The air has turned crisper and the leaves are changing colour. You spent the end of summer getting the kids ready for school – you checked off the supplies on their list, prepared lunches, packed bags, signed them up for extra curricular activities, and dropped them off.
Their scholastic journey has begun and they are prepared for future success. Or are they? When planning for their school needs, did you consider what happens when they graduate high school? Do you have a plan to help finance post-secondary education? And is this money secure and safe?
Costs for post-secondary education – universities, trade schools, colleges – are rising every year. One way to help your kids out for their future education needs is through a Registered Education Savings Plan (RESP). If you don’t already, September is a good time to consider investing in one as you prepare them for school and their future.
Why should I consider a RESP for my child?
Contributing to a RESP can make a big difference in terms of how much it will cost you and your child in the future for education. RESPs have many benefits specifically geared to students that other savings plans may not. These include:
- Affiliated government grants. You can apply to the federal and provincial government for grant and tax incentive programs, which will match a portion of the money saved in a RESP.
- Tax-deferred growth. You can contribute up to $50,000 per child to a RESP without any taxes payable on the money earned until it is used. When the money is withdrawn, income earned is taxed at the student’s tax rate – which could be minimal as most students have little or no income.
In addition, by starting early in your child’s life to contribute to an RESP, the more that can be saved due to the impact of compounding interest. For example, you can earn an additional $20,000 by beginning contributions when your child is age 1 versus age 10*.
Making safe RESP investments
You’ve decided to set up an RESP for your child. Great! Now how to do it…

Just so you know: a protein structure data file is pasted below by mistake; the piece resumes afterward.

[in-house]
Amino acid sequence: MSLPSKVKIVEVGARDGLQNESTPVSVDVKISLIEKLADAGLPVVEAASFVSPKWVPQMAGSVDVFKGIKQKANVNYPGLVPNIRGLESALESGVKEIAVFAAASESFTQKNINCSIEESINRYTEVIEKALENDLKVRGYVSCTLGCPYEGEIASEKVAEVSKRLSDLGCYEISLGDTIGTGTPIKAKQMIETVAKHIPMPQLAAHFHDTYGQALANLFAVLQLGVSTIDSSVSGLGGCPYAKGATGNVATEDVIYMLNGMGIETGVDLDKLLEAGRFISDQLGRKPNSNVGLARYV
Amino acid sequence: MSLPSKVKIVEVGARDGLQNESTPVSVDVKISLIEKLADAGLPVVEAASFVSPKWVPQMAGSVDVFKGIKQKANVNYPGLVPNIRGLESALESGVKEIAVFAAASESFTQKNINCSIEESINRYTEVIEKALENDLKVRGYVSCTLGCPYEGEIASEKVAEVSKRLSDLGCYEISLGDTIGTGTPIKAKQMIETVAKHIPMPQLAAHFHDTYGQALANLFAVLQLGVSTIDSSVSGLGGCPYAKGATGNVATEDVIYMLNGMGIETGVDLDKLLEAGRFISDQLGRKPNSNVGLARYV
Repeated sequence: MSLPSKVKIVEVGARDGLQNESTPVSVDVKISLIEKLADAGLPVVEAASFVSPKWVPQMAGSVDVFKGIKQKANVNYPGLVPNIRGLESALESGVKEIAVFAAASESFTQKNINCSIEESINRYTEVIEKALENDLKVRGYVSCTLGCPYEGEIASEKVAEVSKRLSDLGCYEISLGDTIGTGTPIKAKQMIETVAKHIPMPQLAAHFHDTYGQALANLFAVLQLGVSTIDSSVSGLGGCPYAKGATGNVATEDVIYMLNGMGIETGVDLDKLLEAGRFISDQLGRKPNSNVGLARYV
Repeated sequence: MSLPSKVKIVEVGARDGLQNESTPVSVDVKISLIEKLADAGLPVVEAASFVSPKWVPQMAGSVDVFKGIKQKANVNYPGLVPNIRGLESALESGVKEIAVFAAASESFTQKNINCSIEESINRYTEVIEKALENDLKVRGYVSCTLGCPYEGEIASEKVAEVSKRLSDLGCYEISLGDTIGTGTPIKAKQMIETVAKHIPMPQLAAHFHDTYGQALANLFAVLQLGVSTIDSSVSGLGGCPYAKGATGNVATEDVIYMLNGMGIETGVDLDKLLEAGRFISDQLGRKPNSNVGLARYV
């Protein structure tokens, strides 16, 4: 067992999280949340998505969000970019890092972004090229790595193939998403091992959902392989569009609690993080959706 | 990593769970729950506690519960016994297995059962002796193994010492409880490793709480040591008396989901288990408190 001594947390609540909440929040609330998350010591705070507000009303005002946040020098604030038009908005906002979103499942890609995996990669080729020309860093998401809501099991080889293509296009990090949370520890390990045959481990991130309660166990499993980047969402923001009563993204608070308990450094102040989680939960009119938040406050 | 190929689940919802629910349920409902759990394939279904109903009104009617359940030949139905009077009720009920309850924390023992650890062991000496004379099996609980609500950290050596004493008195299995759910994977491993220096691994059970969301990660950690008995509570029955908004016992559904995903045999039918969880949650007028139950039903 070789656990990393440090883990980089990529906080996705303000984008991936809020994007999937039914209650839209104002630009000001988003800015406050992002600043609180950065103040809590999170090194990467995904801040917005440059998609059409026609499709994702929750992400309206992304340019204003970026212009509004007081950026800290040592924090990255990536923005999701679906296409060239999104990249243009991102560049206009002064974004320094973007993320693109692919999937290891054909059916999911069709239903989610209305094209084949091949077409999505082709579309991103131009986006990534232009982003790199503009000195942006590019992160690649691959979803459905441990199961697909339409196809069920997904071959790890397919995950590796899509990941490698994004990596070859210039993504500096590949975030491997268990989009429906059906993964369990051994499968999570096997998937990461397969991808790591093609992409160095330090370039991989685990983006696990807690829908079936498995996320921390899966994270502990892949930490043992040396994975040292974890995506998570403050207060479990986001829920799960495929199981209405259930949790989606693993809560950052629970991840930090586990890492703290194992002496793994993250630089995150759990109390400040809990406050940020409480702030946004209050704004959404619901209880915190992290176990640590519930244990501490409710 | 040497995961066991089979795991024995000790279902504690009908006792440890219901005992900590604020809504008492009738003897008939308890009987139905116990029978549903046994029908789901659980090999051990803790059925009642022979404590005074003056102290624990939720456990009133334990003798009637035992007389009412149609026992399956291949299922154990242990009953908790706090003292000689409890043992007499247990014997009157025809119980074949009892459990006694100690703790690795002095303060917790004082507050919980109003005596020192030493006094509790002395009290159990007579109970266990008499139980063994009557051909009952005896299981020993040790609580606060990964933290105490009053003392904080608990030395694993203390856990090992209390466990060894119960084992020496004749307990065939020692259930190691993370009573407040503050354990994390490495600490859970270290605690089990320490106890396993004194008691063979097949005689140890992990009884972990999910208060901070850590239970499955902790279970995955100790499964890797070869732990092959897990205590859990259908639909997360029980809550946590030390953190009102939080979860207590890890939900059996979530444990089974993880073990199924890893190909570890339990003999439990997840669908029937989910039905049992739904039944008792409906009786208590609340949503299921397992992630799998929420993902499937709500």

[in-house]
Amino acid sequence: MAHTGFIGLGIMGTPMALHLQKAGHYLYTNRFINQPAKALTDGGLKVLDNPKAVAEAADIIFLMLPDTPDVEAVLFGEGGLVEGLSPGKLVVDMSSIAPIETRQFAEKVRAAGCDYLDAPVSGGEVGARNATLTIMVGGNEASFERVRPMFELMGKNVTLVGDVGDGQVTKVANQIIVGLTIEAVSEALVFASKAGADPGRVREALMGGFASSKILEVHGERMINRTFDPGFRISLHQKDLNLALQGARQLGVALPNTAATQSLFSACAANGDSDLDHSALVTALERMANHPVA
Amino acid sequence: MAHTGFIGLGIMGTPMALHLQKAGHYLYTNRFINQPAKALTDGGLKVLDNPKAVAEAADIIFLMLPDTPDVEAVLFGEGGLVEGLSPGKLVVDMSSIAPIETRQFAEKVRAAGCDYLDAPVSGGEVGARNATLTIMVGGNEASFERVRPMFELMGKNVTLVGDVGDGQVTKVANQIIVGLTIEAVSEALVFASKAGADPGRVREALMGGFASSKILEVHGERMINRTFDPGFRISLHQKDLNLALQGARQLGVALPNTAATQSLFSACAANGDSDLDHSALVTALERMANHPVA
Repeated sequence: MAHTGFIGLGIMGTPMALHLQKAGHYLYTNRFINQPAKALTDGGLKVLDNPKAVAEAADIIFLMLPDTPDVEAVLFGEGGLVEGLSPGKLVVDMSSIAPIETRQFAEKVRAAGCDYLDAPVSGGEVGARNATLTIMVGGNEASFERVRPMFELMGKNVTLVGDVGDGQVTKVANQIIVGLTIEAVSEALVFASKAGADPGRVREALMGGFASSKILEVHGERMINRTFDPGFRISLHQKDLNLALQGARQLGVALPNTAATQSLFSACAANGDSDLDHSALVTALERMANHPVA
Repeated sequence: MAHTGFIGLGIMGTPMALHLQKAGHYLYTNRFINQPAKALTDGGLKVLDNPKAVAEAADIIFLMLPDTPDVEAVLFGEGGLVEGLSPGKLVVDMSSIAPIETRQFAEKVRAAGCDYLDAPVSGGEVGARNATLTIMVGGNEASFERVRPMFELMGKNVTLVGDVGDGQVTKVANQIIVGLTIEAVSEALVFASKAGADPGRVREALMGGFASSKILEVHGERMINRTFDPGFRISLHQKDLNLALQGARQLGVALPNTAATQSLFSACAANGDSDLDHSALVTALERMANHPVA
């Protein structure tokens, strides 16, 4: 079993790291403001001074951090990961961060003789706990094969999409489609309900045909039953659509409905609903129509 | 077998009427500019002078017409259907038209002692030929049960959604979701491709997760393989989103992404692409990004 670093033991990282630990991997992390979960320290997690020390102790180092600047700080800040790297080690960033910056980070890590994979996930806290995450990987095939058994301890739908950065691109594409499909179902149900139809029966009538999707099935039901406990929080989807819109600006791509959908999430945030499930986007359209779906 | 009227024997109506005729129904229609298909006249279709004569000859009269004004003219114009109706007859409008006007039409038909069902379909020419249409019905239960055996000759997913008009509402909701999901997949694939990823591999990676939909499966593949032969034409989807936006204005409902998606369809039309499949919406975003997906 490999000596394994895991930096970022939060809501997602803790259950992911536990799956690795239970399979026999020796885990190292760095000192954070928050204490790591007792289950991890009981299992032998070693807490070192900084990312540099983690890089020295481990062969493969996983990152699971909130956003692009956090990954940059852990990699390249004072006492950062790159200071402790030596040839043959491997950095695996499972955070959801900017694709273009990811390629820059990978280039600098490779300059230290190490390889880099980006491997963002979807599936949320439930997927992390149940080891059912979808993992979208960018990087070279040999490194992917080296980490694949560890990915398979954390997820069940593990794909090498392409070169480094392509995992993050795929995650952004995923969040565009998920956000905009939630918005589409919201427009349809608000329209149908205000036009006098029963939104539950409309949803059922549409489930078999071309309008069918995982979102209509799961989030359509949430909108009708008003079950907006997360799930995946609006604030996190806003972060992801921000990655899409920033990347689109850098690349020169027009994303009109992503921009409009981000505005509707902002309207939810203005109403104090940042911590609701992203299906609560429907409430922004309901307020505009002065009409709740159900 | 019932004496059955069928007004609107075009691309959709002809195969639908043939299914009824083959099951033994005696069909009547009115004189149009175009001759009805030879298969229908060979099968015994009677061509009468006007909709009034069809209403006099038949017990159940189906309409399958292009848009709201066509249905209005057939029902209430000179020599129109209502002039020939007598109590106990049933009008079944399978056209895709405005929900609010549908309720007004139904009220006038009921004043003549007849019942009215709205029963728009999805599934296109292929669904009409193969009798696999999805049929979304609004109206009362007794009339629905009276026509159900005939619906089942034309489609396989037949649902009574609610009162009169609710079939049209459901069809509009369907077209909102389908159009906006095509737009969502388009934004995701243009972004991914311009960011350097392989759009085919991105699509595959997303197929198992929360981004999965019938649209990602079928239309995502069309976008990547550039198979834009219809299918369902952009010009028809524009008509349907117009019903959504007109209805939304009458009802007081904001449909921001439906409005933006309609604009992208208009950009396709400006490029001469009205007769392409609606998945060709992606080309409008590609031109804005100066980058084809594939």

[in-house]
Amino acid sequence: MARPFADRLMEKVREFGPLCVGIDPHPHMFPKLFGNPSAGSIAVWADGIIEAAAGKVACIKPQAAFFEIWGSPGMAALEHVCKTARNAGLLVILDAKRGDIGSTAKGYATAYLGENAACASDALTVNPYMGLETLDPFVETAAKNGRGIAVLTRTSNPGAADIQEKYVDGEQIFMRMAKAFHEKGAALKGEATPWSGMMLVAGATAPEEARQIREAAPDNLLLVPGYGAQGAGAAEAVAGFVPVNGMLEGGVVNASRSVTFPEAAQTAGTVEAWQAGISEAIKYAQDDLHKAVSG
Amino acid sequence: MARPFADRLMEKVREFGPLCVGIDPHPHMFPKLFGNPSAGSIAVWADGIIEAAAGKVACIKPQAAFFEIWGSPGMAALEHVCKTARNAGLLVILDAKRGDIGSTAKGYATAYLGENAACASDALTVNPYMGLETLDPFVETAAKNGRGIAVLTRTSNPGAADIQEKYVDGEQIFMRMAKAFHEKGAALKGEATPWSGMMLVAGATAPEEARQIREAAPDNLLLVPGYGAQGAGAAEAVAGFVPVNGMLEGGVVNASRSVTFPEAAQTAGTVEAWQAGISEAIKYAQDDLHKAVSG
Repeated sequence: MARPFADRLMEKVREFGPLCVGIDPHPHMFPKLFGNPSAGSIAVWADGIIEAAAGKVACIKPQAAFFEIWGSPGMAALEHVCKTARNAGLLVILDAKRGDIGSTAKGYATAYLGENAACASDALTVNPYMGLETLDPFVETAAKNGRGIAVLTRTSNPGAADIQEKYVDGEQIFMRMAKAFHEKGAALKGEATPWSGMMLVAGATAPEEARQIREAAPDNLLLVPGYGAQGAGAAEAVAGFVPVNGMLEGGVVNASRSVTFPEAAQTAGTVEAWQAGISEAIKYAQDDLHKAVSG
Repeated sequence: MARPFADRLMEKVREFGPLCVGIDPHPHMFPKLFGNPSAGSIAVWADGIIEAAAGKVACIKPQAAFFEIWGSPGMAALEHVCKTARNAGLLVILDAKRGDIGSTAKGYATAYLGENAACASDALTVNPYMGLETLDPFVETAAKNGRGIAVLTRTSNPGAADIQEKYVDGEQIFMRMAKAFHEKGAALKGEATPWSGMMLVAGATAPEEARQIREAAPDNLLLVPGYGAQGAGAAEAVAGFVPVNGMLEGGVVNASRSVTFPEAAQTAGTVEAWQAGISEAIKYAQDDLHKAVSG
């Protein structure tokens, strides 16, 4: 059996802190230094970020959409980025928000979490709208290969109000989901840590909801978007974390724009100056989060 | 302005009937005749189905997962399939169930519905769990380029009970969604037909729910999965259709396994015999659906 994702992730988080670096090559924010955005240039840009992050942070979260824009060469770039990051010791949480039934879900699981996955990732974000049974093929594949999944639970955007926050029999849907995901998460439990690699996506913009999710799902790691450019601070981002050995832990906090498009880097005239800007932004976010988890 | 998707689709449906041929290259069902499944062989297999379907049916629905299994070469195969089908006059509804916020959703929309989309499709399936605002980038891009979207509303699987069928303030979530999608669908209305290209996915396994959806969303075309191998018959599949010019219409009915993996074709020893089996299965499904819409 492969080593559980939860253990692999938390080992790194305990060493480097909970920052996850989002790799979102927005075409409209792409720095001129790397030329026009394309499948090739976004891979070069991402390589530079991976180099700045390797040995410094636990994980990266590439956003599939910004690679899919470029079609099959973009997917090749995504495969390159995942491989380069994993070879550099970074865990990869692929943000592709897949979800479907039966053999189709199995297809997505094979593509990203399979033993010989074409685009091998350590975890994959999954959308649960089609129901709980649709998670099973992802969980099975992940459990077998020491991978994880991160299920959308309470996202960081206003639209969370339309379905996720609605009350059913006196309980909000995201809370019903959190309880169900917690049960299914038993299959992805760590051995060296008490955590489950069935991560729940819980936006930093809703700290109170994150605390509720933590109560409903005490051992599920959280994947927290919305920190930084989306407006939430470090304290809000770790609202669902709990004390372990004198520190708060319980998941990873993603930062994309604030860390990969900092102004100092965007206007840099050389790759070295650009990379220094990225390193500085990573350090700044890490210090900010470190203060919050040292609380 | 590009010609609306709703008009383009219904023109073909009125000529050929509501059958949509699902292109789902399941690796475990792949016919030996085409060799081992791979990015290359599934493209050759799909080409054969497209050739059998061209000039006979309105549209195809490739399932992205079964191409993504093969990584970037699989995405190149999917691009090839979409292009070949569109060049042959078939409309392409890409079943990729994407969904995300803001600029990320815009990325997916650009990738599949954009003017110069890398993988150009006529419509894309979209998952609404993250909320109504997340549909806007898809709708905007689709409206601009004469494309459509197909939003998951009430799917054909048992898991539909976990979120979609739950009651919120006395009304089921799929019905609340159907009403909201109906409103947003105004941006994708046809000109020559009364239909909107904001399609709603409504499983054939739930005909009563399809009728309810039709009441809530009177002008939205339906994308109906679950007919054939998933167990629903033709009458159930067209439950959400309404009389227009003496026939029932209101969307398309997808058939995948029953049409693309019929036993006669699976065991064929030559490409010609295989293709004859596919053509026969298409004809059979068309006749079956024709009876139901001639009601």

Start by talking to your financial advisor or financial institution. Most banks, credit unions, mutual fund companies, investment dealers and scholarship plan dealers offer RESPs. They can help you plan for future needs and pick out the type of investments that are appropriate for your situation. When considering a provider, ask:
- What fees am I expected to pay, and when?
- When and how much do I have to contribute?
- What kind of investments can I put in the RESP and what are the risks?
- When and how do we receive payments?
- What happens if my child doesn’t go on to further education?
- What if I change my mind?
A handy RESP Checklist can be found on the ASC website that discusses fees, investment risks, and researching RESP providers. The Government of Canada also provides useful information on the program and their grants.
As with any investment, make sure you follow the ‘Check. Protect. Invest’ steps on the ASC’s CheckFirst website to protect yourself and your child’s future from potential investment fraud. Check that the individual or firm is registered to sell securities in Alberta, and if there has been any enforcement history with them. Protect yourself by asking the right questions about any potential investment and watching for red flags of potential fraud. Once you’re confident the investment is right for you and your child, proceed with the final step and…
…invest. Just like when you held their hand on their first day of school, your investment in an RESP will continue to protect and help them as they step out into the world on their own.
*Assumes $200 monthly contribution and a 6% rate of return compounded annually until the age of 18
Red Flags of Investment Fraud
Canada Revenue Agency